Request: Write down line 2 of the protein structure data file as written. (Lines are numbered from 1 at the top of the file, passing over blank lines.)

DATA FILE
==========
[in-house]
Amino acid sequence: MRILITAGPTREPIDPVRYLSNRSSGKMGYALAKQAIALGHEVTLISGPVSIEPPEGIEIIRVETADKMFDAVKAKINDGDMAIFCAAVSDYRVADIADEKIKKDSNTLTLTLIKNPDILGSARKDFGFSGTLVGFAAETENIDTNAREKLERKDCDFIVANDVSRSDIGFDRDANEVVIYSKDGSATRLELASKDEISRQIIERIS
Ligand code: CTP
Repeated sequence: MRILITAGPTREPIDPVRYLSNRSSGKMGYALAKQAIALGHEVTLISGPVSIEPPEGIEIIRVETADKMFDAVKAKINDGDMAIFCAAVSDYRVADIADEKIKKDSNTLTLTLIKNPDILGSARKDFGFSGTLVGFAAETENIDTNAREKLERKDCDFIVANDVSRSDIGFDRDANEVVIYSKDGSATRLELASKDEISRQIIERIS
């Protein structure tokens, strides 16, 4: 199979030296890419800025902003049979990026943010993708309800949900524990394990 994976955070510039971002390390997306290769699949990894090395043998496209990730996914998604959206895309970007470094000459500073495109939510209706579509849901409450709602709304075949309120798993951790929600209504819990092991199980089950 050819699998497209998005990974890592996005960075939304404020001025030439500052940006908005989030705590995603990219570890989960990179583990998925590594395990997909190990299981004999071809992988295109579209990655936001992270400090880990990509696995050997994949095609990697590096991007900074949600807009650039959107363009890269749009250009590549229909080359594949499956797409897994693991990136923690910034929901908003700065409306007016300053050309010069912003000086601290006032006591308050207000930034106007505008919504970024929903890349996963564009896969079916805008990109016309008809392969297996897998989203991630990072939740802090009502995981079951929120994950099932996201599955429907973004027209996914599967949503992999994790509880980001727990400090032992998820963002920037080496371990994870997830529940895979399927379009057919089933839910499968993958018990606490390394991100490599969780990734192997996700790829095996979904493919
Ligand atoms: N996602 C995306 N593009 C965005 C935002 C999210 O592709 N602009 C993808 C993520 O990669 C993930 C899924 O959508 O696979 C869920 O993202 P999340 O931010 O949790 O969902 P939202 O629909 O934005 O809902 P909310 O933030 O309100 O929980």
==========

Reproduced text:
Amino acid sequence: MRILITAGPTREPIDPVRYLSNRSSGKMGYALAKQAIALGHEVTLISGPVSIEPPEGIEIIRVETADKMFDAVKAKINDGDMAIFCAAVSDYRVADIADEKIKKDSNTLTLTLIKNPDILGSARKDFGFSGTLVGFAAETENIDTNAREKLERKDCDFIVANDVSRSDIGFDRDANEVVIYSKDGSATRLELASKDEISRQIIERIS